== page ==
A 13-year-old on a BBS

A 13-year-old on a BBS

My daughter found my journal. We just sat at laughed at many pages; one of my favourites is this entry I wrote when I was 13 (1994):

Hello! Life is good! I have be the co-systems operator at Alberta Future BBS for nearly 3 months. I do mostly artwork as well as some other tasks. With my help the BBS has jumped from 35 users to 236 (in 3 months!).

Absolute Future BBS was based in Edmonton and was run by Shawn Logan. It was also one of the first local boards to use a GUI (Roboboard/FX).

Bulletin board systems (BBS) were really the precursor to the web the way we know it today: a hobbyist (the “SysOp”) would run BBS software on their home computer, and allow outsiders to connect via a phone line and modem. Popular boards would have multiple phone lines so more than one user could connect at a time. Once on the board you could use message boards, play games, and download files (known as “warez”).

As a teenaged geek who loved computers, being asked to be a co-SysOp was a big deal. I remember working really hard to advertise our re-launch: I posted on usenet groups, on FidoNet, invited people personally on message boards, and did ANSI and Roboboard artwork for other BBSes in exchange for advertising.

Thinking back, Shawn Logan did something amazing: he took a chance on a 13 year old kid he’d never met face-to-face. To this day we’ve still never met in-person (although we’ve recently reconnected on Twitter).

He wasn’t critical. When I sent in my first crude vector drawings for his site, he accepted them graciously, and encouraged me to continue developing my skill. He tought me about building my first PC, BBS etiquette, and how FidoNet worked. If I had a question, I could call him any time.

I hope the tech culture is still doing this.

The BBS scene was so small and personal that people would learn your age right away.

But our modern online communities are largely vague on age. We have no idea if a participant is 13, 33, or 63. We’ve homogenized everyone to being 20-30 years old, and at a certain skill level.

If you’re a web designer, you might have forgotten that you once started building sites in Flash or Dreamweaver.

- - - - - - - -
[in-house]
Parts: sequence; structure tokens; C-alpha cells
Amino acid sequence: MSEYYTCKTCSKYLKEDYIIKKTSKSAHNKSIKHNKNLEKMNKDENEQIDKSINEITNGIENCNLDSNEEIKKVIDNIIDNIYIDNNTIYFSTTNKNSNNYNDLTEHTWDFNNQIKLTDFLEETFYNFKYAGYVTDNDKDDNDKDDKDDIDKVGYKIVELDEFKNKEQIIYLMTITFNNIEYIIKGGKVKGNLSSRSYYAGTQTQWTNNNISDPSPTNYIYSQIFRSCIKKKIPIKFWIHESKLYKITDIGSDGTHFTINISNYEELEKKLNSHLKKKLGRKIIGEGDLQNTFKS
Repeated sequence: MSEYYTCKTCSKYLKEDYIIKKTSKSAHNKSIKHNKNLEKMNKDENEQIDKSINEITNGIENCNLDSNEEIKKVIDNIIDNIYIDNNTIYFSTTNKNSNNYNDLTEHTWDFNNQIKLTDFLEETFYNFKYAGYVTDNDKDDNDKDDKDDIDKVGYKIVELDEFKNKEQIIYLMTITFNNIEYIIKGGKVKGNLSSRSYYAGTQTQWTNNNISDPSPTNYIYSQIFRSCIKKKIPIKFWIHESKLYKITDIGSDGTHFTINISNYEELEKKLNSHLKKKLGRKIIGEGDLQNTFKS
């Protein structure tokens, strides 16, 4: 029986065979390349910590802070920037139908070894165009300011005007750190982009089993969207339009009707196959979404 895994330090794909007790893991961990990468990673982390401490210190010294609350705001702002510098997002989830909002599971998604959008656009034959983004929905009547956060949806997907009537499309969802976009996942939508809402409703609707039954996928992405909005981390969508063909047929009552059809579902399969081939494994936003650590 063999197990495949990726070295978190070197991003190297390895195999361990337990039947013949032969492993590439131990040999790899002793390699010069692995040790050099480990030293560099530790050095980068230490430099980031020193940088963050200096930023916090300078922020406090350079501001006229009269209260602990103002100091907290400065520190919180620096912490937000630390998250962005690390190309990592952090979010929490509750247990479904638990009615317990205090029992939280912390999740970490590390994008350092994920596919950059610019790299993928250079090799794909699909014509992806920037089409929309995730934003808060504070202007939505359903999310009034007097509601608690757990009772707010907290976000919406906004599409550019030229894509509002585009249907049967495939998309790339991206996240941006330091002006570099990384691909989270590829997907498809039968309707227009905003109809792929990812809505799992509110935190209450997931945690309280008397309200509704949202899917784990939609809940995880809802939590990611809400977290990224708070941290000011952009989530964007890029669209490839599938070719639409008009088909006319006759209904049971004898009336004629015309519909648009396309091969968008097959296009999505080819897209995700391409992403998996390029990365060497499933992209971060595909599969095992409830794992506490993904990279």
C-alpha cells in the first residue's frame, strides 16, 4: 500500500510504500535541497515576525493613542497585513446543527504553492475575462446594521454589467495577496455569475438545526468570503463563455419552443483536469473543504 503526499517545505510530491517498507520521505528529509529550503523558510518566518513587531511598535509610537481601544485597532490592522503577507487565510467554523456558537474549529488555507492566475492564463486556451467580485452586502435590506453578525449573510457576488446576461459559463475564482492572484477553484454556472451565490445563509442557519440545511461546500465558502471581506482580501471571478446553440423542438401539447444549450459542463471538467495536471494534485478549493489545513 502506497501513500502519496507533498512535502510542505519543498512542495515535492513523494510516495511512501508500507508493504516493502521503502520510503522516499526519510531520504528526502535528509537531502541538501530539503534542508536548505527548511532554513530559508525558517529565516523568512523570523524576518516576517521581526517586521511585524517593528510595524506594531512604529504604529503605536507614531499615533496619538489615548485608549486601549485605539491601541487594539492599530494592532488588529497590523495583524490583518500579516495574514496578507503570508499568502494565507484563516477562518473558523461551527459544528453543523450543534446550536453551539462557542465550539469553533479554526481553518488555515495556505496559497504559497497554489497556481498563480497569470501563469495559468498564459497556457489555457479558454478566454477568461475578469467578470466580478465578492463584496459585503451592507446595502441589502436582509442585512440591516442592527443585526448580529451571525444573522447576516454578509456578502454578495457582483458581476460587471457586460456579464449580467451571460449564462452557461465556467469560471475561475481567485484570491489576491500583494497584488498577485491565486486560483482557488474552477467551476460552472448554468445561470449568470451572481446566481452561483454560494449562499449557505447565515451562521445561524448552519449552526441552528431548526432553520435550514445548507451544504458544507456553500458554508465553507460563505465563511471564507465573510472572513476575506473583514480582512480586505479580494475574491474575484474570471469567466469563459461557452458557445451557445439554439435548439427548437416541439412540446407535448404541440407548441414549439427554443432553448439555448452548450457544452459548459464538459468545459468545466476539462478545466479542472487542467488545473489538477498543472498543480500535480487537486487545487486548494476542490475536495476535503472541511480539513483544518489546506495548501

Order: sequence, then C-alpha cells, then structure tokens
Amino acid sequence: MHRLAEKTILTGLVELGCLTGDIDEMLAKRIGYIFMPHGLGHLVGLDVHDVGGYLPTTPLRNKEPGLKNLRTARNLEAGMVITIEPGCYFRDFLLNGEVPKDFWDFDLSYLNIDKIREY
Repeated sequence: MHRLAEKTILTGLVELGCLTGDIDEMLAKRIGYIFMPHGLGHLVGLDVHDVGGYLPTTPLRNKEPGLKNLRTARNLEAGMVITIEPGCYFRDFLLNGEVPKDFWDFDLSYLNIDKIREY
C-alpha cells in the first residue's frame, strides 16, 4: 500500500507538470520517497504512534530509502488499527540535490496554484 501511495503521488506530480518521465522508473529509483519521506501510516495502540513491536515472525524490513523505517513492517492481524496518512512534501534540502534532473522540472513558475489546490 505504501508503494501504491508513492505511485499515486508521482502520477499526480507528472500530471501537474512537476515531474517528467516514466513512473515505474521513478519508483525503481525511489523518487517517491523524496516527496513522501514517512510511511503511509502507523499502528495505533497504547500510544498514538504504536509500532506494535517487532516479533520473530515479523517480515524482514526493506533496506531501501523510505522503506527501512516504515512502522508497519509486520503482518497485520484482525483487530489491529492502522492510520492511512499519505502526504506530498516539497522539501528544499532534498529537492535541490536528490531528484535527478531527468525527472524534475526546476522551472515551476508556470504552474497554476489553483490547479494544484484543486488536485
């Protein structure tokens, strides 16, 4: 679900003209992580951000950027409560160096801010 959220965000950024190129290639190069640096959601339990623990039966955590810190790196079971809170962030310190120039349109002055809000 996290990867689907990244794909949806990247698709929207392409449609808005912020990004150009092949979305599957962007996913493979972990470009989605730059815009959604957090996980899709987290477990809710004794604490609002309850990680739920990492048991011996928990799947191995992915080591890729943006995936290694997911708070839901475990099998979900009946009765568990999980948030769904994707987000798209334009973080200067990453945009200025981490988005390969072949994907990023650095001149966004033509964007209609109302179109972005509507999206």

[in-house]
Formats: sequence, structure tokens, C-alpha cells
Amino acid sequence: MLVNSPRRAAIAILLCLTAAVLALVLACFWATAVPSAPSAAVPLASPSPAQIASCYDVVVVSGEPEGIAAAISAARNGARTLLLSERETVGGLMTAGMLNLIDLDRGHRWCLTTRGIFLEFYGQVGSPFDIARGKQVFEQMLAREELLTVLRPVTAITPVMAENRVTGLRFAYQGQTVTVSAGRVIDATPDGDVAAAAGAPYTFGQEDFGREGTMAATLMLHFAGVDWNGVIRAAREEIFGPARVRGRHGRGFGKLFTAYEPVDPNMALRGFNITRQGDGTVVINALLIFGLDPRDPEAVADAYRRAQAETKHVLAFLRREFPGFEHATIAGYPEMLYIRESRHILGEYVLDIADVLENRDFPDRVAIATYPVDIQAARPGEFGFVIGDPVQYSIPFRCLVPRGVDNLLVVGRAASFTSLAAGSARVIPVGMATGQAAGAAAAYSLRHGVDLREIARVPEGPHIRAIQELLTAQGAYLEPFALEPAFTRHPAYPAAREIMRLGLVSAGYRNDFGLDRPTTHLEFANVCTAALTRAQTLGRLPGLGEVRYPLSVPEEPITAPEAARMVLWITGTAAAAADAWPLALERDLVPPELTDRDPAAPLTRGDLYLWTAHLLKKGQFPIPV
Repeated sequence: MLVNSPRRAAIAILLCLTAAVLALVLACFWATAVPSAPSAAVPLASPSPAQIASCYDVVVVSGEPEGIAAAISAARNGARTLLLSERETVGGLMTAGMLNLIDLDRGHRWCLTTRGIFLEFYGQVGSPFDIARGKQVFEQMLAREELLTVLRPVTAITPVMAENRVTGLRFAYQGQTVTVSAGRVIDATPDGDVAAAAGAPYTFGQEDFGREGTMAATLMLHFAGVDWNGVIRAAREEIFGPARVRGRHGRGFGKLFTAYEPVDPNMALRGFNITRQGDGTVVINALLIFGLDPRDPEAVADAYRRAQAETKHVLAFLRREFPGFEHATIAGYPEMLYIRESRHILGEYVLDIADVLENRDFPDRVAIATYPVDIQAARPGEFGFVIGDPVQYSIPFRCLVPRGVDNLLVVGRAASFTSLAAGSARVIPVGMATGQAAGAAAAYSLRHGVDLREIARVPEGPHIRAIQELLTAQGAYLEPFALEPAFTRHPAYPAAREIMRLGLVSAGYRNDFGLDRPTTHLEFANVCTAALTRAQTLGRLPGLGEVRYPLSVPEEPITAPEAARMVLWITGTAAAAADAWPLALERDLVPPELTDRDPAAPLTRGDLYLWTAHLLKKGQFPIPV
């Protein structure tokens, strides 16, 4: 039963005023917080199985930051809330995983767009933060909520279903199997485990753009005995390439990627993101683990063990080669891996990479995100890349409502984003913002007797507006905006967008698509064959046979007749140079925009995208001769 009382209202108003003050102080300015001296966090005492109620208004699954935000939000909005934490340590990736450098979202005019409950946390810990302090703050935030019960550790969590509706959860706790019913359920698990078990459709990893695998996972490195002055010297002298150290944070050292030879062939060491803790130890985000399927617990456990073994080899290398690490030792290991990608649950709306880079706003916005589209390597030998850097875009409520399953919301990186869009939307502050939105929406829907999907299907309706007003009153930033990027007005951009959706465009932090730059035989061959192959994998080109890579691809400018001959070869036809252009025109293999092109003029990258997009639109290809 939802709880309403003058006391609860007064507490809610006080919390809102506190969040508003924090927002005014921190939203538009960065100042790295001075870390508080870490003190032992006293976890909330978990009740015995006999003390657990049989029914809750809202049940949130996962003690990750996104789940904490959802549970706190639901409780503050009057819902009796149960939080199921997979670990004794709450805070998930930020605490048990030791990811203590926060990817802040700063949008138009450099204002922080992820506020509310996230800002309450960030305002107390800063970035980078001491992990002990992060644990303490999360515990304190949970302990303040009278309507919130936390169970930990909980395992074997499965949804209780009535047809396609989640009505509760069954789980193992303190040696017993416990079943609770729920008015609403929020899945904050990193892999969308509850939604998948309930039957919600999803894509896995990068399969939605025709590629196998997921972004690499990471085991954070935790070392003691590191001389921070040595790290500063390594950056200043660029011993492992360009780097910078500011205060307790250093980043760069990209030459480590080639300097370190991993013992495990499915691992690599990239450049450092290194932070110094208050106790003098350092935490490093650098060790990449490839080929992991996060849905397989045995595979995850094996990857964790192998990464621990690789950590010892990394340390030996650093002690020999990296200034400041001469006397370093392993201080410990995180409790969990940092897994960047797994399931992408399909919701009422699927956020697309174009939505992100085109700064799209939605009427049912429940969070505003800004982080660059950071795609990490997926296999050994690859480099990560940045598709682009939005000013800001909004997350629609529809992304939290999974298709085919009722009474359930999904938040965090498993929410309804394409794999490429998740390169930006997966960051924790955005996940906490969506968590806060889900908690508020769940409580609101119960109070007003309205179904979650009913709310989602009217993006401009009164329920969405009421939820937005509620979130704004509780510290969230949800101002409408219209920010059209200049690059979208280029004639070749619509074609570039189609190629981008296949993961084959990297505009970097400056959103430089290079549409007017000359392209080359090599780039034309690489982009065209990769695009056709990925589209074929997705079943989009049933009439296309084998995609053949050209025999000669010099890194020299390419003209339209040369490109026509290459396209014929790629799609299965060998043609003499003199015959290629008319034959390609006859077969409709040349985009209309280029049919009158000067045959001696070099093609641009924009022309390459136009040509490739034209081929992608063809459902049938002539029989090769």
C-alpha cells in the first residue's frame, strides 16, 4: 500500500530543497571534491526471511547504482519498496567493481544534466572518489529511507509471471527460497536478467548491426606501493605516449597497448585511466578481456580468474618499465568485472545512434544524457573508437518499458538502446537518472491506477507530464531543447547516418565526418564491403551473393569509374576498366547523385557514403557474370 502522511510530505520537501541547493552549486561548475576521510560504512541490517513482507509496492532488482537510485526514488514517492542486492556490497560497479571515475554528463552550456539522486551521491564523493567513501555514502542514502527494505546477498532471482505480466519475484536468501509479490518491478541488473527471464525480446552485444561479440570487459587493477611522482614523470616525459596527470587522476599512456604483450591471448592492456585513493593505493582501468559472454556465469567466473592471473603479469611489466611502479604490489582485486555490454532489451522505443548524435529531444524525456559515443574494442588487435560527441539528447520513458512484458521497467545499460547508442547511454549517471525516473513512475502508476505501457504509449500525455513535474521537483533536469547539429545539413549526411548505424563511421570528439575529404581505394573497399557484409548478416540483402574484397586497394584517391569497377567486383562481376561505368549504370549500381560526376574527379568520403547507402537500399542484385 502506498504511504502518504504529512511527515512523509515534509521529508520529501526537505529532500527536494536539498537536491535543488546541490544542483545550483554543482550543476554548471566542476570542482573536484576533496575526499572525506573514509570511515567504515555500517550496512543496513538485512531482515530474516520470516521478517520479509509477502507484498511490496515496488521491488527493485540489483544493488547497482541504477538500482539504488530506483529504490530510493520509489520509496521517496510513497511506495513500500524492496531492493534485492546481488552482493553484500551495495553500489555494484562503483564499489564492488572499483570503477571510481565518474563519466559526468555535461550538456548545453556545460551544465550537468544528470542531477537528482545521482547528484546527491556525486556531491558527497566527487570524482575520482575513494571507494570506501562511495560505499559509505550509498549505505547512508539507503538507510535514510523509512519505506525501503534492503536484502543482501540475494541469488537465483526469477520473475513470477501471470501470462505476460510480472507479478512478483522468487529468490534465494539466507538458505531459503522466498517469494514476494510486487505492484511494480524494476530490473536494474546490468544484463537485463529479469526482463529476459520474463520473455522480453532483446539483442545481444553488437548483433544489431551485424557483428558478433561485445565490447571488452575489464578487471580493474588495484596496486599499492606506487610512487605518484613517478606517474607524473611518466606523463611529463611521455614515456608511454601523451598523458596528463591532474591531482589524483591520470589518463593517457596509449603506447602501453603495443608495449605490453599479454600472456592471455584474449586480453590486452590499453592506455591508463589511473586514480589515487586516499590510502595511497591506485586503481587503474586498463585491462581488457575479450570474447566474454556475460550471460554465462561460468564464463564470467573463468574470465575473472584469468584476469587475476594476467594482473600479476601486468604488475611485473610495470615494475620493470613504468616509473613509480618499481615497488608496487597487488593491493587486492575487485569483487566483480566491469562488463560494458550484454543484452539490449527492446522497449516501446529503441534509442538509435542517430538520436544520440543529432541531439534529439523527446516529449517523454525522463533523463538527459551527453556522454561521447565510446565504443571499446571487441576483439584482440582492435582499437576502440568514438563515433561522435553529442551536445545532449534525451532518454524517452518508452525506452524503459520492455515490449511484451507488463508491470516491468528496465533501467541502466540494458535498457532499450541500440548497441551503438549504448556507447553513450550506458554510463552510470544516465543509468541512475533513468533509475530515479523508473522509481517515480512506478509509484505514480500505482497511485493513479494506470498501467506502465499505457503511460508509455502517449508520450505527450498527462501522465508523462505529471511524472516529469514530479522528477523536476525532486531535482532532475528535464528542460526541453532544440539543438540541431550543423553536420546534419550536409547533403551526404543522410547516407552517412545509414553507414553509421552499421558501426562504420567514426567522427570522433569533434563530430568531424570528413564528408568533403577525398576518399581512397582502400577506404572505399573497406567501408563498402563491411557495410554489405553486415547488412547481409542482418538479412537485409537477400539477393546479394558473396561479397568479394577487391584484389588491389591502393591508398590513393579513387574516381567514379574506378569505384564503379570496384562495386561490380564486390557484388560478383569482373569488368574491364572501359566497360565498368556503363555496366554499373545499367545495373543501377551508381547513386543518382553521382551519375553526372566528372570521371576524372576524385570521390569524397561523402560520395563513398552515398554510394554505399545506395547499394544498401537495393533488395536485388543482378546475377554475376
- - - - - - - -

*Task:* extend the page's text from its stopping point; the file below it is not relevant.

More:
If you’re a developer, you might have forgetten that your first foray into programming wasHyperCard or Macromedia Authorware.

(Somewhat surprisingly) one community that I’ve seen show great sensitivity to new programmers (and young programmers) is Stack Overflow. Despite their mission to experienced programmers, I’ve heard from several newbies who’ve been graciously accepted there. I wonder if it has something to do with having a user’s age on their profile.

Everyone has to start somewhere. Let’s welcome new participants with open arms. Let’s be sensitive to the fact that some people in online forums might be… 13 years old.

Let’s take a chance on them.

Tiny Marketing Wins


Get a small, actionable marketing tactic in your inbox every workday!

Unsubscribe at any time. Powered by ConvertKit
Whoa! Looks like you're already subscribed to Tiny Marketing Wins. Have you seen Marketing for Developers yet?

Next Article

Retina is not a big deal


Leave a Reply

  1. This is awesome and made me think about a few things. As you know, I too ran a BBS but it was the distributed messaging that interested me. These groups (with names like Worldnet, Fidonet, etc) were a precursor to technologies like newsgroups & Google Groups. (Except messages took days instead of seconds to get around the globe.) But I worked pretty hard at it and eventually my BBS was promoted to a ‘hub’ which meant that I was shipping batches of messages across Western Canada. So while you were “growth hacking”, I was “community hacking” which seems to have carried on into our present-day lives!

  2. Very cool! Online vector art in the early 90’s!

  3. Is this the *real* Seth Hamilton? The guy who created Roboboard? If so, I’m honoured that you’re here!

  4. The cross-BBS messaging system was impressive.

    It is funny how I’m basically still the same person: I love building things, promoting them, and serving users.

  5. probably not him

  6. It is him! Crazy.